China takes aim at Quad, saying it provokes confrontation

China has criticised the Quad as a “small clique” that is “bent on provoking confrontation” and warned that it will be to their “detriment”.

China’s Permanent Representative Zhang Jun told the Security Council on Thursday that the US “has been ganging up in the Asia Pacific region, creating trilateral and quadrilateral small cliques, and bent on provoking confrontation”.

Zhang’s statement follows the Quad Foreign Ministers’ meeting in Melbourne last week at which they reaffirmed their commitment to an Indo-Pacific region free of coercion.

The Quad made up of India, the US, Australia and Japan, whose Foreign Ministers met in Melbourne last week, while the “trilateral” is the AUKUS, the security pact of the US, the UK and Australia that was announced last year.

Speaking at the Council briefing on Ukraine, Zhang tried to link the Indo-Pacific developments with the controversy in Europe over NATO, whose expansion is Russia’s point of contention with Ukraine and the West.

He did not name the US but referred to “one country”, which the context made his target clear.

“What it is doing will only throw the Asia Pacific into division and turmoil, and seriously threaten the region’s peace and stability to the detriment of the countries in the region, while getting nothing for itself either.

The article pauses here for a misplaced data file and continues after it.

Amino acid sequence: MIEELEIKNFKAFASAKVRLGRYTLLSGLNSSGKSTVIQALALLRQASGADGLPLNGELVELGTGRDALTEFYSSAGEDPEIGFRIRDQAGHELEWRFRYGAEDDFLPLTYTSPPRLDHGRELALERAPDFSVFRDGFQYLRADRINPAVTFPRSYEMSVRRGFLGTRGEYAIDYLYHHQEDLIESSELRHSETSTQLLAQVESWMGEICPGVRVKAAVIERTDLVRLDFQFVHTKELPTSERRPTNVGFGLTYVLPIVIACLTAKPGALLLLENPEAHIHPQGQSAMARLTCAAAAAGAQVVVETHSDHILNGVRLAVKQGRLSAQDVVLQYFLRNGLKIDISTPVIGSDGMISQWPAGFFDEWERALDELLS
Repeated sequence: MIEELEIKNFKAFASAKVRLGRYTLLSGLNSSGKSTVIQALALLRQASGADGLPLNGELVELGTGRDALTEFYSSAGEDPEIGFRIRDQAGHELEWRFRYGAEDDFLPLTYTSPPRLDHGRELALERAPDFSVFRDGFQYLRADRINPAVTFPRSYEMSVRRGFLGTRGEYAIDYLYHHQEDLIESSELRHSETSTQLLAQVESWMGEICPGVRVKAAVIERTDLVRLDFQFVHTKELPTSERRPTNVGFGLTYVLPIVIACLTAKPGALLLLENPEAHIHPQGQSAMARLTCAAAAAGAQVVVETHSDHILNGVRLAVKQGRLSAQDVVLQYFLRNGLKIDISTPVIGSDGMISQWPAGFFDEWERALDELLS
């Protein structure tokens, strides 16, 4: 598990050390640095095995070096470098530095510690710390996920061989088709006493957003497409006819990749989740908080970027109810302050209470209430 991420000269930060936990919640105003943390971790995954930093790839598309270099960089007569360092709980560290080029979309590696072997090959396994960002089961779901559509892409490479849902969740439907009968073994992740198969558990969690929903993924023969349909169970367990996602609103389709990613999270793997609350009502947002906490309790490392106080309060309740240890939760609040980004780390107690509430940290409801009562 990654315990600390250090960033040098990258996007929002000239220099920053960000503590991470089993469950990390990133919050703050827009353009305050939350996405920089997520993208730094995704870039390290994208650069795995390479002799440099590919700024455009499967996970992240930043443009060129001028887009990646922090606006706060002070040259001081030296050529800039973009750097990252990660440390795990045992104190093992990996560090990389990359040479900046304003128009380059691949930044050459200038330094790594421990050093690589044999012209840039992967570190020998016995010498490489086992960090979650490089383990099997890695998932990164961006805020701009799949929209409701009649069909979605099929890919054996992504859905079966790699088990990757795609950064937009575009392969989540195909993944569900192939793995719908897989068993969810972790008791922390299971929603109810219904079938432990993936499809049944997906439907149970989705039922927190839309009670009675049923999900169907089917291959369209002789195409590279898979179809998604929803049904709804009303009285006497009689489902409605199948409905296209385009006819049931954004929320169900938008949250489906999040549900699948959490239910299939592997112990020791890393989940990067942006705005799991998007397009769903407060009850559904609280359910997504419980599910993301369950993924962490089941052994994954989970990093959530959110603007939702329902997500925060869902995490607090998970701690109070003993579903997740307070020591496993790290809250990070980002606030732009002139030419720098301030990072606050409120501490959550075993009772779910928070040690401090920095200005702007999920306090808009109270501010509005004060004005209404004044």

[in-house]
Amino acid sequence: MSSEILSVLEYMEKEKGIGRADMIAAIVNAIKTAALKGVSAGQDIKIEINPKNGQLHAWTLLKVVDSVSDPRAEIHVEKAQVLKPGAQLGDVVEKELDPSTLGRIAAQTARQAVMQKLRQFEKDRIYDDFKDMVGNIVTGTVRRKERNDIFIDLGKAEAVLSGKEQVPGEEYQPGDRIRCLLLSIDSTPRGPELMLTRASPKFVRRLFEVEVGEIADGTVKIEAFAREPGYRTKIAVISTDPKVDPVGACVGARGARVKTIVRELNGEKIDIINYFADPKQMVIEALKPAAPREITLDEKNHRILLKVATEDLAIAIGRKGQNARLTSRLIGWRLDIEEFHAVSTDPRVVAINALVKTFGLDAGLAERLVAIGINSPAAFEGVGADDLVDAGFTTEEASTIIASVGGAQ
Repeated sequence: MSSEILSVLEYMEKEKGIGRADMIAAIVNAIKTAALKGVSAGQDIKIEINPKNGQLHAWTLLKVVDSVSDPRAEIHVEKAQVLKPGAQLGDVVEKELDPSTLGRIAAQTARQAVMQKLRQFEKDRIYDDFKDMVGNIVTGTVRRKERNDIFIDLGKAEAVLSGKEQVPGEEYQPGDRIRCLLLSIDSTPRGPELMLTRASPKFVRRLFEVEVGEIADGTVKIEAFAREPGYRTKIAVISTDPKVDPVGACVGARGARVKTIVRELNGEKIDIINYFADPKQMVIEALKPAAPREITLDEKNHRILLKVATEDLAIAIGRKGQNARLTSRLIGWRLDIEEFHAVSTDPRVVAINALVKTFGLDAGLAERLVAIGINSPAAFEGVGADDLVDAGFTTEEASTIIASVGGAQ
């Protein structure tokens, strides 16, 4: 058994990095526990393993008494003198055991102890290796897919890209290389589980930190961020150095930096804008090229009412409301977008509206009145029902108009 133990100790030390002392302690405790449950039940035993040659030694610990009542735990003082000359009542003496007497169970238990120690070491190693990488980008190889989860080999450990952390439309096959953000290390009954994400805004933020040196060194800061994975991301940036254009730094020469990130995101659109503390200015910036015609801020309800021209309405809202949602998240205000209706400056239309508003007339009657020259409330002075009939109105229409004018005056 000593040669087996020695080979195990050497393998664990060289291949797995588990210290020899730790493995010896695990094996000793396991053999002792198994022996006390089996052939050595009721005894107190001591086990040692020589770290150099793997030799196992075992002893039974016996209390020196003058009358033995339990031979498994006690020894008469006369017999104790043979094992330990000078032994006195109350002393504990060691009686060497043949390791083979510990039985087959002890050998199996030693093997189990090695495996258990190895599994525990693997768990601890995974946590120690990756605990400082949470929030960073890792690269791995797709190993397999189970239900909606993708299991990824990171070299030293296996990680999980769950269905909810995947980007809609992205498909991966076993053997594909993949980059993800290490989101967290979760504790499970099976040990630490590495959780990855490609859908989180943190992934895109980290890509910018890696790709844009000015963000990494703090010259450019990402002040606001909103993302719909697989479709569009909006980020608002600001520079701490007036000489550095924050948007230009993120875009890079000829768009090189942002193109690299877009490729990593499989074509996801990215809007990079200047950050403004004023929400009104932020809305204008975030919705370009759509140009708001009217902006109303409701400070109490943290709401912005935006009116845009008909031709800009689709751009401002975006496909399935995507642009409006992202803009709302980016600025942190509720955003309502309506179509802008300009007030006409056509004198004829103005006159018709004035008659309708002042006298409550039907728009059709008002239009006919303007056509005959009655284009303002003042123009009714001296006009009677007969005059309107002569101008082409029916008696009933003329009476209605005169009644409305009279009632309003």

“China urges the countries concerned to learn from history,” he said.

While Chinese forces have been making incursions across the Line of Actual Control into India and its troops have clashed with those of India, Zhang said, said the Quad countries should “adhere to the approach of enhancing mutual trust and settling disputes through dialogue and consultation, and do more to contribute to world peace and regional stability”.

Backing Russia, he said: “NATO enlargement is an issue that cannot be overlooked when dealing with the current tensions related to Ukraine. NATO’s continuous expansion in the wake of the Cold War runs counter to the trend of our times, that is to maintain common security.

“This applies as much to the European region as to other regions of the world. There is one country that refuses to renounce the Cold War mentality.”

The Quad is not a security alliance and has no stated goal of becoming one.

Its focus has been on cooperation in regional aid programmes.

But its statements of commitment to a free and open Indo-Pacific region free of aggression and coercion causes unease in Beijing.

India’s External Affairs Minister S. Jaishankar, US Secretary of State and Foreign Ministers Marise Payne of Australia and Hayashi Yoshimasa of Japan said in a joint statement after their Melbourne meeting that they backed “Indo-Pacific countries’ efforts to advance a free and open Indo-Pacific – a region which is inclusive and resilient, and in which states strive to protect the interests of their people, free from coercion”.

Without mentioning China which poses a common threat to the four countries, the Ministers said: “Quad partners champion the free, open, and inclusive rules-based order, rooted in international law, that protects the sovereignty and territorial integrity of regional countries.”

(Arul Louis can be reached at arul.l@ians.in and followed @arulouis)

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